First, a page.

If you are working with Unity for example, and you need some features that are missing from the engine itself, you can go check the Asset store, and there is a very high chance that you’ll find an asset that fits your needs either for free or for a small price.
The same goes for Unreal marketplace. These assets can save you a ton of time, and time is one of your most valuable assets as a solo game developer.
2- Learning resources and the community
All 3 engines (Unity, Unreal and Godot) are very well documented. There are tutorials and example projects for each of the engines that are made by the official teams behind the engine.
When it comes to the communities however, Unity has the biggest community. You will find tons of excellent tutorials on YouTube that cover almost every aspect of the game engine.
You can also head to forums, ask questions, and you’ll generally receive some great answers quickly as long as you know how you structure your questions.
Unreal also has a very large and active community. You’ll find great tutorials online that can get you started, and the forums are also very active.
As for Godot, it does have a smaller community compared to the other 2 engines, however, the community is also large enough for you to be able to look for help when you’re stuck, and the Godot community seems to be getting bigger and bigger especially since the engine is open source.
3- Learning curve and ease of use
All 3 game engines have great and intuitive UIs. They also all support visual scripting in case you do not want to write code.
However, if you’re planning to code (which is something you have to learn/use in order to have much more control), then Unreal will have a steeper learning curve than Godot and Unity.
Unreal uses C++ as its scripting language. C++ is one of the best languages for game development since it is extremely fast and it gives the developers more control over the hardware resources. However, that comes with the price of it being harder to work with than other languages.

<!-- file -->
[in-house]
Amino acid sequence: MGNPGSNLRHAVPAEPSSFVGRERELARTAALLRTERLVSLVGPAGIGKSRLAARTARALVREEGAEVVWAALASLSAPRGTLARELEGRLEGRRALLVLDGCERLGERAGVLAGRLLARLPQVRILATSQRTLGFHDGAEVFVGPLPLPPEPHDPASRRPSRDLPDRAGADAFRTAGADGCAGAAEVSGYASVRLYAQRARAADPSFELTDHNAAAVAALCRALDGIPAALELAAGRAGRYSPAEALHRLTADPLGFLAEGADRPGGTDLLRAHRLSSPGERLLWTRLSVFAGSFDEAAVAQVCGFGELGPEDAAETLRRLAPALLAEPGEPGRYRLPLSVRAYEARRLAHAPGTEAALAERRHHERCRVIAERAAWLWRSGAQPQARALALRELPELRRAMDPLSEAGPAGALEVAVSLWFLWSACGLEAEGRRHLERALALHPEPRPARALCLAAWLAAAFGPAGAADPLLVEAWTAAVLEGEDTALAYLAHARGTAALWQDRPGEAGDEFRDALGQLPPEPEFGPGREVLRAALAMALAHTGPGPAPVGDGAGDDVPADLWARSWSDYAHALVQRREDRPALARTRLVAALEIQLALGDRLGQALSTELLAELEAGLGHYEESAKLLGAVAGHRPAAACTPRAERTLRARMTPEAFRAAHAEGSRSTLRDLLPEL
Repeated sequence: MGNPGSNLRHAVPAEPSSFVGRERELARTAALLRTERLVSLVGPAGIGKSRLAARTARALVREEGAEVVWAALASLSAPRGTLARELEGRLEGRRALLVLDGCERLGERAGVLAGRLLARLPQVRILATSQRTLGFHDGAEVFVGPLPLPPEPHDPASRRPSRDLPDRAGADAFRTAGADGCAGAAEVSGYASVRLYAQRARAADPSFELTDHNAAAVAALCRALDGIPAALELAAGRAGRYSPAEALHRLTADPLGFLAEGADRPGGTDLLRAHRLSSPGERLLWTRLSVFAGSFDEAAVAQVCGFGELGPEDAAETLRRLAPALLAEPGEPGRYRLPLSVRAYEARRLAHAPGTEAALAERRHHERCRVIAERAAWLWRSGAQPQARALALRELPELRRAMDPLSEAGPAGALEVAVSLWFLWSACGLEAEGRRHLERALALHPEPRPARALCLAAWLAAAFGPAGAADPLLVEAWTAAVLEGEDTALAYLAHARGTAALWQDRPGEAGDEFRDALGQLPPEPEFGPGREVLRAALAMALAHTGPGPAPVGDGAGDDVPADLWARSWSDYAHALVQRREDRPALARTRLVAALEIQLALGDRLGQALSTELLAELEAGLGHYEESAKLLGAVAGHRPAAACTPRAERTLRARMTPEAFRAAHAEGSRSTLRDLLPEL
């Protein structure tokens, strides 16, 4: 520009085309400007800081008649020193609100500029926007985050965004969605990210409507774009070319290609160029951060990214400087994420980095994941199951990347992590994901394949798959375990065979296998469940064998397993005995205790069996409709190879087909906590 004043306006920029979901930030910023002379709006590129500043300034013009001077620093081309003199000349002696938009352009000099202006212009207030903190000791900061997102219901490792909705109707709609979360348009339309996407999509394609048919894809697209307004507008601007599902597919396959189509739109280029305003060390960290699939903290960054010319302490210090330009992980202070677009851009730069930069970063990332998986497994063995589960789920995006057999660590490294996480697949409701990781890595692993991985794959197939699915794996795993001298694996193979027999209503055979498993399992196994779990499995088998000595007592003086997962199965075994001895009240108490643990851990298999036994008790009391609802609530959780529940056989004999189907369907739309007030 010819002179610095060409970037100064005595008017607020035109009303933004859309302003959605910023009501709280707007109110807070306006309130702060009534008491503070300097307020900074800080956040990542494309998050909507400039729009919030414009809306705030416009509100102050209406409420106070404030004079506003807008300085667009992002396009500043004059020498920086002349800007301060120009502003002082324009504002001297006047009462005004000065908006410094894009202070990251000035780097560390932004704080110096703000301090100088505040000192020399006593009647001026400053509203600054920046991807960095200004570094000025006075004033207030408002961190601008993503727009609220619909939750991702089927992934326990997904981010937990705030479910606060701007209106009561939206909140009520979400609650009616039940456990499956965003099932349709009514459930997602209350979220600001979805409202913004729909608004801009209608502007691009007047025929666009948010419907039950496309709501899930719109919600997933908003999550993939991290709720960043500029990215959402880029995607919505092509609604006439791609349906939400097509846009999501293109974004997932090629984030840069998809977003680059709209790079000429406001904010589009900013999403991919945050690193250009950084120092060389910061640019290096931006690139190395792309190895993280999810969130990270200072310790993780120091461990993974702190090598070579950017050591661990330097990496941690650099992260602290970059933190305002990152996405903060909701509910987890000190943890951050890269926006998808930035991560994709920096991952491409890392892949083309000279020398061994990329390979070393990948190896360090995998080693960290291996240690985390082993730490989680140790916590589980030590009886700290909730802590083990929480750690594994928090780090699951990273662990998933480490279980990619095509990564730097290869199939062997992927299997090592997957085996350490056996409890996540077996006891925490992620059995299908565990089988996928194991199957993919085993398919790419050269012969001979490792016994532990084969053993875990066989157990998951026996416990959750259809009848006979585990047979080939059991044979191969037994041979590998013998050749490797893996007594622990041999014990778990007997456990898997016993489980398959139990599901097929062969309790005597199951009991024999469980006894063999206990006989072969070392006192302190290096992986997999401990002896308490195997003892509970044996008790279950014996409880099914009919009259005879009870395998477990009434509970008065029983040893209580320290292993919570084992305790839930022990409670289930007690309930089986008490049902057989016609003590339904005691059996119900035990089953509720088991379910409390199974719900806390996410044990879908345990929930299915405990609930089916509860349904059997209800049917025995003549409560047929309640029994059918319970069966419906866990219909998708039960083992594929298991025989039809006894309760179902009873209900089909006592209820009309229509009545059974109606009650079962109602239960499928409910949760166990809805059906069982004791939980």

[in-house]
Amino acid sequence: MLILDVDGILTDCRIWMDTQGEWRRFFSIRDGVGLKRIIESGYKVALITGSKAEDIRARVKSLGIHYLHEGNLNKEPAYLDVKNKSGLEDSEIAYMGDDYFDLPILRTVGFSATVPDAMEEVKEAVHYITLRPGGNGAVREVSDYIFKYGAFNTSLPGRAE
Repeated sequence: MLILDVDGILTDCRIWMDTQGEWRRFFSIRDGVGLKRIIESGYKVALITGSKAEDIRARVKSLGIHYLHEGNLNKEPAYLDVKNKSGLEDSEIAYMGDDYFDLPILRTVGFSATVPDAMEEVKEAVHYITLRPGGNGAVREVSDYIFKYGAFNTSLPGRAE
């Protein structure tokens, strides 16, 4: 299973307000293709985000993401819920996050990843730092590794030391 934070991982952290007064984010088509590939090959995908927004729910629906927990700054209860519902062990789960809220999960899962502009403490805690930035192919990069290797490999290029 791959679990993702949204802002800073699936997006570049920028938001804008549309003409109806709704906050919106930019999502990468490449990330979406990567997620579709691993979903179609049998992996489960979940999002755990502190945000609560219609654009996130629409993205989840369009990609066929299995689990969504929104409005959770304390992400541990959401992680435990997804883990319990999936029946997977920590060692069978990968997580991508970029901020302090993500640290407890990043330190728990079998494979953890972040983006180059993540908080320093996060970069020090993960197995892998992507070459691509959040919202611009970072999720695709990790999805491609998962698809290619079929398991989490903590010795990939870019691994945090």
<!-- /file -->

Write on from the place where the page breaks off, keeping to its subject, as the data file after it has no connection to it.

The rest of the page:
Unity uses C# which is generally easier to learn compared to C++, and Godot has their own language which is called GDScript. GDScript is similar to python, which is considered an easy language by many developers. Godot does support other languages, however the GDScript language is the recommended option since it integrates very well with the engine.
If you would like to learn more about the “Best Language for 3D game development”, then you can check this article.
In terms of costs, Godot is completely free. Godot is open source and its development is getting supported through donations as of now.
Unity and Unreal however might cost you some money. However, the pricing of the engines are extremely fair in my opinion.
Both engines allow you to use the engine for free unless your games or your organization generates a certain amount of revenue, and even then, the prices are very reasonable.
My personal opinion when it comes to the costs of these engines is that it is not a barrier at all since both Unity and Unreal allow you to use the free versions if your games haven’t made money beyond certain limits.
While I usually suggest Unity for solo game developers since I’ve been using it for years, Unreal and Godot are also excellent options too. Unreal’s realism is unmatched, and Godot is open source which makes it more desirable by many developers.